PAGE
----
Date of Award


Publication Type

Doctoral Thesis

Degree Name



Biological Sciences

First Advisor

M'Closkey, Robert T.,


Biology, Ecology.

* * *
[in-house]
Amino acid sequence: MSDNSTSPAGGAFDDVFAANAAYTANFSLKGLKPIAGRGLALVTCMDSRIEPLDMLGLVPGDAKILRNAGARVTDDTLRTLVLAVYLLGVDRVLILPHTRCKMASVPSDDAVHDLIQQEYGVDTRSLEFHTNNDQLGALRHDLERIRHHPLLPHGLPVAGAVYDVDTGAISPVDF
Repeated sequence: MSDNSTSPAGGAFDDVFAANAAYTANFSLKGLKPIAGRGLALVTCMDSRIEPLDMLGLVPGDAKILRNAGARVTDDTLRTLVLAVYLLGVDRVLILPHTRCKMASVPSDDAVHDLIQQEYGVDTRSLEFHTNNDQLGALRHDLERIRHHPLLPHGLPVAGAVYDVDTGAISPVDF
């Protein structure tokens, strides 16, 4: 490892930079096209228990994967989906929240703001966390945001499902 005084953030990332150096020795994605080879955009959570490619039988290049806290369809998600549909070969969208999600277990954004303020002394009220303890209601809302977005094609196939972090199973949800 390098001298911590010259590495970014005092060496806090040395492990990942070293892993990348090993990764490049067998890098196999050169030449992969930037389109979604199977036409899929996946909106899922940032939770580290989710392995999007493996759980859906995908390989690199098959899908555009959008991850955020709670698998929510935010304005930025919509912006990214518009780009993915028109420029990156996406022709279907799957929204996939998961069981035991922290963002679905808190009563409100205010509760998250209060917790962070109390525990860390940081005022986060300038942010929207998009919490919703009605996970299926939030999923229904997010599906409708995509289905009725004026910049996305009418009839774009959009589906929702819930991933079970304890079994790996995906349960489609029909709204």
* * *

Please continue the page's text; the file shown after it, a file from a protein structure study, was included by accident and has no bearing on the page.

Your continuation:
Ecological investigations have traditionally focused on local scales and have been of short duration. The importance of scale to perception of patterns in nature is now recognized, and there is increased interest in determining the relative roles of local versus regional, and contemporary versus historical processes in structuring populations and communities. Over three years I surveyed 180 southwestern Ontario ponds to record amphibian presence and measure habitat and landscape variables. My goal was to document and explain patterns of amphibian species richness and incidence, and to investigate how these patterns change spatially and temporally. Species richness and incidence differed significantly among regions and were associated with a combination of both local and regional variables. However, the amount of regional woodlands accounted for most of the variance. Water chemistry played only a minor role in affecting species richness and distribution; however, laboratory studies revealed toxic effects of nitrates at realistic field concentrations. Species richness was significantly lower at predatory fish ponds compared to other ponds. Amphibians having large bodies or clutch sizes, or anti-predator defenses, co-occurred with fish more frequently than small species. Introduced fish produced large-scale patterns through their effect on local assemblages. Local extinction of bullfrogs was correlated with increased relative abundance of its intraguild prey, the green frog. The entire fauna showed nested subset structure. Species that require woodlands and those vulnerable to fish predation showed the highest degree of nestedness. Incidence was positively correlated with species-specific dispersal capabilities. The system is characterized by high species turnover which has resulted in trends of both increased and decreased species incidence. Green frog occupancy, abundance, and turnover was both scale and location dependent, extinctions occurred only at the local scale, and small populations were vulnerable. I developed habitat quality models for use in conservation. Incidence and duration of site occupancy were positively related to habitat quality. In this system fish predation, a contemporary local process, and historical regional deforestation appear to be the dominant processes affecting amphibian communities. Large-scale perspectives are necessary to explain the patterns in amphibian communities and to assess the status of species.Dept. of Biological Sciences. Paper copy at Leddy Library: Theses & Major Papers - Basement, West Bldg. / Call Number: Thesis1996 .H42. Source: Dissertation Abstracts International, Volume: 59-08, Section: B, page: 3846. Adviser: Robert T. M'Closkey. Thesis (Ph.D.)--University of Windsor (Canada), 1997.